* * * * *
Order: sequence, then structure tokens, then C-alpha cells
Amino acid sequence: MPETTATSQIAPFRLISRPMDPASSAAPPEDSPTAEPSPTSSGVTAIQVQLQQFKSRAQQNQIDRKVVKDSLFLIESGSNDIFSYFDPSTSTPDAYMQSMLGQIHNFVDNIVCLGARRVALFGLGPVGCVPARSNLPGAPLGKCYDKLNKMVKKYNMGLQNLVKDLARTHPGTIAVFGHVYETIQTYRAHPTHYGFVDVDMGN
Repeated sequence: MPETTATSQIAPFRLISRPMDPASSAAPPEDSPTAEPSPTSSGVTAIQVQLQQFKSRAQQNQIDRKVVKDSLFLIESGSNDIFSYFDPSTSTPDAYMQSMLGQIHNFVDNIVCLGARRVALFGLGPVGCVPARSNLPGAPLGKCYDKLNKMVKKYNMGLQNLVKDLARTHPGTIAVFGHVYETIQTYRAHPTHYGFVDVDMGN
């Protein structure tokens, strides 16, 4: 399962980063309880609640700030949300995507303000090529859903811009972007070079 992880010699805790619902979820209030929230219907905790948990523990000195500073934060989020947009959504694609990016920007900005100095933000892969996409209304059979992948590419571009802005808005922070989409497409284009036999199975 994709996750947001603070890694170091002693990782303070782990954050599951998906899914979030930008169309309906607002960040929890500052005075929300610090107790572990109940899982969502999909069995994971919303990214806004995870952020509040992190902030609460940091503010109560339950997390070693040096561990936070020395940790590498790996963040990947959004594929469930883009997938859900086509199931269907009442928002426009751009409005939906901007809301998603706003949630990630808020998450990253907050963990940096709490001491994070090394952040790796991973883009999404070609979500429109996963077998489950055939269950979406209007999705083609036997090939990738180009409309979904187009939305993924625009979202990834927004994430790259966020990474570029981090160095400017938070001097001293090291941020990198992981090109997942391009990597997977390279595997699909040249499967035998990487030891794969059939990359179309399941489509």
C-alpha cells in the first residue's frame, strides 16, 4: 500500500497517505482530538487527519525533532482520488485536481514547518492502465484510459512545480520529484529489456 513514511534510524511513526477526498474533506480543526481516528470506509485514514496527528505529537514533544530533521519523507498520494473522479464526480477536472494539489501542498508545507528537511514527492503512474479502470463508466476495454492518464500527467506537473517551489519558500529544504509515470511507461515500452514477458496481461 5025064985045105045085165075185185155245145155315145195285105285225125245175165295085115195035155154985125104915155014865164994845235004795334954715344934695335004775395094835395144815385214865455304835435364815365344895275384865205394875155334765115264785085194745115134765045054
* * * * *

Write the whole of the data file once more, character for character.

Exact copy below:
Order: sequence, then structure tokens, then C-alpha cells
Amino acid sequence: MPETTATSQIAPFRLISRPMDPASSAAPPEDSPTAEPSPTSSGVTAIQVQLQQFKSRAQQNQIDRKVVKDSLFLIESGSNDIFSYFDPSTSTPDAYMQSMLGQIHNFVDNIVCLGARRVALFGLGPVGCVPARSNLPGAPLGKCYDKLNKMVKKYNMGLQNLVKDLARTHPGTIAVFGHVYETIQTYRAHPTHYGFVDVDMGN
Repeated sequence: MPETTATSQIAPFRLISRPMDPASSAAPPEDSPTAEPSPTSSGVTAIQVQLQQFKSRAQQNQIDRKVVKDSLFLIESGSNDIFSYFDPSTSTPDAYMQSMLGQIHNFVDNIVCLGARRVALFGLGPVGCVPARSNLPGAPLGKCYDKLNKMVKKYNMGLQNLVKDLARTHPGTIAVFGHVYETIQTYRAHPTHYGFVDVDMGN
């Protein structure tokens, strides 16, 4: 399962980063309880609640700030949300995507303000090529859903811009972007070079 992880010699805790619902979820209030929230219907905790948990523990000195500073934060989020947009959504694609990016920007900005100095933000892969996409209304059979992948590419571009802005808005922070989409497409284009036999199975 994709996750947001603070890694170091002693990782303070782990954050599951998906899914979030930008169309309906607002960040929890500052005075929300610090107790572990109940899982969502999909069995994971919303990214806004995870952020509040992190902030609460940091503010109560339950997390070693040096561990936070020395940790590498790996963040990947959004594929469930883009997938859900086509199931269907009442928002426009751009409005939906901007809301998603706003949630990630808020998450990253907050963990940096709490001491994070090394952040790796991973883009999404070609979500429109996963077998489950055939269950979406209007999705083609036997090939990738180009409309979904187009939305993924625009979202990834927004994430790259966020990474570029981090160095400017938070001097001293090291941020990198992981090109997942391009990597997977390279595997699909040249499967035998990487030891794969059939990359179309399941489509």
C-alpha cells in the first residue's frame, strides 16, 4: 500500500497517505482530538487527519525533532482520488485536481514547518492502465484510459512545480520529484529489456 513514511534510524511513526477526498474533506480543526481516528470506509485514514496527528505529537514533544530533521519523507498520494473522479464526480477536472494539489501542498508545507528537511514527492503512474479502470463508466476495454492518464500527467506537473517551489519558500529544504509515470511507461515500452514477458496481461 5025064985045105045085165075185185155245145155315145195285105285225125245175165295085115195035155154985125104915155014865164994845235004795334954715344934695335004775395094835395144815385214865455304835435364815365344895275384865205394875155334765115264785085194745115134765045054